In an email response to The Canadian Press, the Public Health Agency of Canada said that provincial and territorial governments are responsible for their own advertising campaigns to promote vaccines.

But the agency said it is also promoting the updated COVID-19 vaccine at a national level as part of “three sequenced advertising campaigns this season, one on COVID-19 vaccination, one on seasonal flu and one on personal protective measures.” Its strategy also includes news media outreach, social media campaigns and webinars with health-care professionals.

The agency acknowledged that “the overall advertising budget has decreased in 2023-24” but said its campaigns are “increasingly more targeted to higher risk individuals.”

Local public health units are doing the best they can to increase awareness of the updated COVID-19 vaccine within limited budgets set by provinces and municipalities, said Dr. Thomas Piggott, medical officer of health for Peterborough, Ont.

Piggott and his team are doing both traditional media and social media promotion, including Instagram live sessions where he answers people’s questions about COVID-19, flu and respiratory syncytial virus (RSV) and available vaccines.

“Capacity continues to be a challenge because public health continues to be grossly underfunded in comparison to other parts of, you know, public service and the health-care system,” he said, noting there’s no word if the additional COVID-19 funding given to public health units during the pandemic will continue past the end of this year.

Dr. Vinita Dubey, associate medical officer of health for Toronto Public Health, said they continue to do paid advertising as well as media relations campaigns, but “there’s no question that I think people need to hear it many different ways … in order to get the message to sink (in).”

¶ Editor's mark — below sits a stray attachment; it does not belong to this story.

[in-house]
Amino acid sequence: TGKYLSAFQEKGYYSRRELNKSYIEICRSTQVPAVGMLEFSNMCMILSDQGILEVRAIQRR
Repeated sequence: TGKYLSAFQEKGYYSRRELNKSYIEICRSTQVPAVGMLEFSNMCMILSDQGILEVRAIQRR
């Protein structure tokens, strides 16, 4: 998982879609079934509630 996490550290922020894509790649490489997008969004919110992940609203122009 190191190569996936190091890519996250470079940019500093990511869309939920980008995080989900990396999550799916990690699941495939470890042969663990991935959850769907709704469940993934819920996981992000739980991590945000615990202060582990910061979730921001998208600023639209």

Toronto Public Health no longer has the same large-scale infrastructure of “community ambassadors” to reach marginalized neighbourhoods and people who speak different languages that it had during previous COVID-19 vaccine awareness campaigns, Dubey said.

It also has fewer people to work on “vaccine confidence teams” who would disseminate accurate information about COVID-19 vaccination and combat the flow of misinformation on social media, she said.

Ensuring people understand the importance of this fall’s COVID-19 vaccine is not just about the amount of promotion — it’s also about describing the shot accurately, Muhajarine said.

Calling the XBB.1.5 vaccine a “booster” is not scientifically accurate and may lead people to underestimate its significance, he said.

“It is not a booster dose. It is a new vaccine reformulation,” Muhajarine said.

“We are not trying to boost previous vaccine doses,” he said. “We are trying to elicit an immune response to this current circulating variant.”

“We don’t say each year, ‘Get your flu booster.’ We say, ‘Get your flu vaccine.’”

Dubey agreed.

“When you hear the word ‘booster’ you might think, ‘oh well, I already got a bunch of vaccines, I’m good,’” she said.

The National Advisory Committee on Immunization recommends that everyone six months of age and older get the XBB.1.5 vaccine if it has been six months or longer since their last COVID-19 vaccination or COVID-19 infection.

NACI also recommends the XBB.1.5 vaccine for both children and adults who have never been vaccinated against COVID-19.